Reach out for professional support:

“It’s important not to panic if your teen shares something about their dating partner that is threatening or harmful,” says Kaitlin. 

If you suspect or know that abuse is taking place, get professional help immediately. There are advocacy groups and hotline agencies for domestic abuse in every state. You can contact your local Safe Space Program to talk to someone who can protect you. 

You can also call, text, or chat online with advocates at Love Is Respect who can help:

  • Call: 1.866.331.9474
  • Text: Loveis to 22522
  • Chat online: Visit www.loveisrespect.org and click “Chat Online Now”

To find help for teen dating violence in Massachusetts you can visit,

Counseling for victims of teen dating violence:

If you’re a teen in an abusive, violent, or unhealthy relationship, seek help from a mental health professional. If you’re the parent or guardian of a teen whom you suspect or know is in an unhealthy relationship, help them get the support they need.

Our professional therapists at Handel Behavioral Health are here to educate youth and their loved one’s on what healthy relationships look like, and support your teen through the recovery process.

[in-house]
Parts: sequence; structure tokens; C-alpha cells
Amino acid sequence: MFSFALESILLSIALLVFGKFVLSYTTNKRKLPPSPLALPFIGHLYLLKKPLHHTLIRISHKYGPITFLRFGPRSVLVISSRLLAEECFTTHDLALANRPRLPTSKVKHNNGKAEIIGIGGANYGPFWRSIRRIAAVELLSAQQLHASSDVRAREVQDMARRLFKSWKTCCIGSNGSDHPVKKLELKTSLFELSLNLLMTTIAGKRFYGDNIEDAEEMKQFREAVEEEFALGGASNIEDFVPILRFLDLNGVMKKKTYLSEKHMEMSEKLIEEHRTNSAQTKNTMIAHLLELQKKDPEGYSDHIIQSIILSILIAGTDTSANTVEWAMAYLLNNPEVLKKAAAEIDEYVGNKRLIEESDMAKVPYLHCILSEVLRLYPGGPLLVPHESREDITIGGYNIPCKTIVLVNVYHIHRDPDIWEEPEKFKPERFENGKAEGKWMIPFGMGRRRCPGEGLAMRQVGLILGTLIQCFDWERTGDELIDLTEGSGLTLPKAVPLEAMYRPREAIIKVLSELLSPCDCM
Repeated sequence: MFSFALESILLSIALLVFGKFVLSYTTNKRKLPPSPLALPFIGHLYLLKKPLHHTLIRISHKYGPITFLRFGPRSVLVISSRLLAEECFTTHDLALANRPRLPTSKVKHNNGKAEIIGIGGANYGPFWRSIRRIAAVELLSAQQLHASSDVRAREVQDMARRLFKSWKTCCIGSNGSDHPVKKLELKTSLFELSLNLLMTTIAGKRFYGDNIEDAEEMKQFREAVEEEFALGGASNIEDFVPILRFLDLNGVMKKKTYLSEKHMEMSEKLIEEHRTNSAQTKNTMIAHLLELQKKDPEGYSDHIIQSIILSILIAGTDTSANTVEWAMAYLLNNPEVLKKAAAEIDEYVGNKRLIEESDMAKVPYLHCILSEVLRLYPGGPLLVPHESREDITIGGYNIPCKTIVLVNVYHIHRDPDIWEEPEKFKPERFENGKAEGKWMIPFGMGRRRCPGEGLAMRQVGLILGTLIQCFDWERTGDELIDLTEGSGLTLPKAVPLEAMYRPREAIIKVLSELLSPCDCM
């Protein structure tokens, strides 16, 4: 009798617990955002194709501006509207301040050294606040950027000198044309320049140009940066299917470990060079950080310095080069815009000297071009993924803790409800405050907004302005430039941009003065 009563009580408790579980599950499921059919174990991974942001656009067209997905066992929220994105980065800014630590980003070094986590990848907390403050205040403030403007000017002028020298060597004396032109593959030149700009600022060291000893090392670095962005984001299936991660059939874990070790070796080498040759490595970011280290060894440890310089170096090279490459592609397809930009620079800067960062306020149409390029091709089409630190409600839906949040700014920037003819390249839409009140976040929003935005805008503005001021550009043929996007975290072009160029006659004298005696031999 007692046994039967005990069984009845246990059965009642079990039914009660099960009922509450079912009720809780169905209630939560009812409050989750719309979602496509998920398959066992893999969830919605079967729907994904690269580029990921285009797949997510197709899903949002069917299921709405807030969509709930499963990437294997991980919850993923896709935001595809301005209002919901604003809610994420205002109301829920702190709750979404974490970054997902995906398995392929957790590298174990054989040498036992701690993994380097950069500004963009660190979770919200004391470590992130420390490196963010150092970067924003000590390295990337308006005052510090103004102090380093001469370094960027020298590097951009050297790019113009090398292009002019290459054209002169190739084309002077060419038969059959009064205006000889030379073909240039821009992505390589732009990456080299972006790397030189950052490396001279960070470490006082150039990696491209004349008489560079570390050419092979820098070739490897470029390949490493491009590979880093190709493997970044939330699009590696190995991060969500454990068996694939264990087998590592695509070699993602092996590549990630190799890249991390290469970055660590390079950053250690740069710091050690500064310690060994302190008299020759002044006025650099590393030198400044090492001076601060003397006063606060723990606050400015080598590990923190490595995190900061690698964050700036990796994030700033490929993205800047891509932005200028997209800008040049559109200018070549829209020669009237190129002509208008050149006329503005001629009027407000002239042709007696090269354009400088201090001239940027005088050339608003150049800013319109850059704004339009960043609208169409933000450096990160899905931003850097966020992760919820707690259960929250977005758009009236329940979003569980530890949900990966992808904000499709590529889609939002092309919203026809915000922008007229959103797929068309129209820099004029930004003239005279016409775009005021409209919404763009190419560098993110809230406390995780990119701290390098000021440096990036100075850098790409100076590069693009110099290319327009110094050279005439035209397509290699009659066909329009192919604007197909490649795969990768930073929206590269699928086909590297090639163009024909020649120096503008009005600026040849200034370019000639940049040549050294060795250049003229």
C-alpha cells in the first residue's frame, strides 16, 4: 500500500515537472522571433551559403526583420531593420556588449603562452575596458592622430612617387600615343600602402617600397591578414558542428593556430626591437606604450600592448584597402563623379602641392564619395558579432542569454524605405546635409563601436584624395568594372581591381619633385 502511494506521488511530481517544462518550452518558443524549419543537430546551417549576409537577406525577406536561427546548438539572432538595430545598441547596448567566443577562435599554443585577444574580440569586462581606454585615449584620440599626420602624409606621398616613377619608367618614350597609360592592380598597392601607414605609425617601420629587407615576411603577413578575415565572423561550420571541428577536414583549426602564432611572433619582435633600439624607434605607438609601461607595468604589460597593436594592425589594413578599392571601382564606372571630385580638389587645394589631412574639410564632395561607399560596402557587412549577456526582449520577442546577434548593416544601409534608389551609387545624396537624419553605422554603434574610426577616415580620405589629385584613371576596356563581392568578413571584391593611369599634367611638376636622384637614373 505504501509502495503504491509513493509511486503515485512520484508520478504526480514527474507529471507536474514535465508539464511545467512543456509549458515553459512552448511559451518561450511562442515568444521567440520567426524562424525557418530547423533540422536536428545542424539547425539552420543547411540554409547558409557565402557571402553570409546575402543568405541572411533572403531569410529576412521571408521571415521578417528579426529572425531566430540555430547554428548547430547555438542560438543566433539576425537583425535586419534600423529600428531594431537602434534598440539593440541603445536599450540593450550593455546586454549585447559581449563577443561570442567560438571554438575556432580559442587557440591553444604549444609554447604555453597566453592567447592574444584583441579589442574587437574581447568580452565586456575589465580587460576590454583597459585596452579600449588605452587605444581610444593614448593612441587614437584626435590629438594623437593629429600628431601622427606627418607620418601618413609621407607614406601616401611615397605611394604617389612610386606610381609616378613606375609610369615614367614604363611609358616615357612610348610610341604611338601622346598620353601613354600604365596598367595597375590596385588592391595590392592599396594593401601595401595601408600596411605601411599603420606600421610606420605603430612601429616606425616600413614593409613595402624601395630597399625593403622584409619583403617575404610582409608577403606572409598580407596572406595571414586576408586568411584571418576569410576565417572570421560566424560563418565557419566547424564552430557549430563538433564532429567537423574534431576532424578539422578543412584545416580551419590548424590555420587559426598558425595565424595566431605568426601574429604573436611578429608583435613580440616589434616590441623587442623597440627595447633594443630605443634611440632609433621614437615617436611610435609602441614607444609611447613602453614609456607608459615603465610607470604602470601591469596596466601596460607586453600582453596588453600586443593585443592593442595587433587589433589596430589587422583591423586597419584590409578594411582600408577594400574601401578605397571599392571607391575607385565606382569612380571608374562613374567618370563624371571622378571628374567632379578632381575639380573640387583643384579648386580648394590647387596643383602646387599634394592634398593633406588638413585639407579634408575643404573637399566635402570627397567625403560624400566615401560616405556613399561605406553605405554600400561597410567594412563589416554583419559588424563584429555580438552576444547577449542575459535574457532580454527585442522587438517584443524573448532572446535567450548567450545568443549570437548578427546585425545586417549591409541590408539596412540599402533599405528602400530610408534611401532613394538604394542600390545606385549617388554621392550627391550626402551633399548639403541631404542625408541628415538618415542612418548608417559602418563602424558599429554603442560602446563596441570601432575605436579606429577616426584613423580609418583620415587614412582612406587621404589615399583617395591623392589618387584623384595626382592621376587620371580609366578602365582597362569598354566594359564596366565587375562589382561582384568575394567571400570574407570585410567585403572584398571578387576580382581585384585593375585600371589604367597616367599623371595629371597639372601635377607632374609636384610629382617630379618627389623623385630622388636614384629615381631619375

To start working with one of our counselors online or in our offices in Amherst, West Springfield, Franklin, Natick, or Wilbraham, contact us today at (413) 343-4357.

About The Author

Nettie Hoagland Headshot

Nettie Hoagland is a writer with experience in local news reporting, nonprofit communications, and community development. She earned her bachelor of arts degree in Media Studies, Journalism, and Digital Arts from Saint Michael’s College in Vermont. Nettie believes in the healing power of the arts to create connection and community. She is passionate about using writing as an instrument for personal and social growth in the field of mental health. She is currently based in Brooklyn, NY.

Kaitlin Corson Headshot

Kaitlin received her Master’s in Clinical Mental Health Counseling from Boston University School of Medicine. Kaitlin has experience working with individuals who have a wide variety of identities, cultures and diagnoses, including working with criminal justice involved individuals. Her experience includes providing individual therapy, group therapy and crisis intervention in acute settings. More About Author →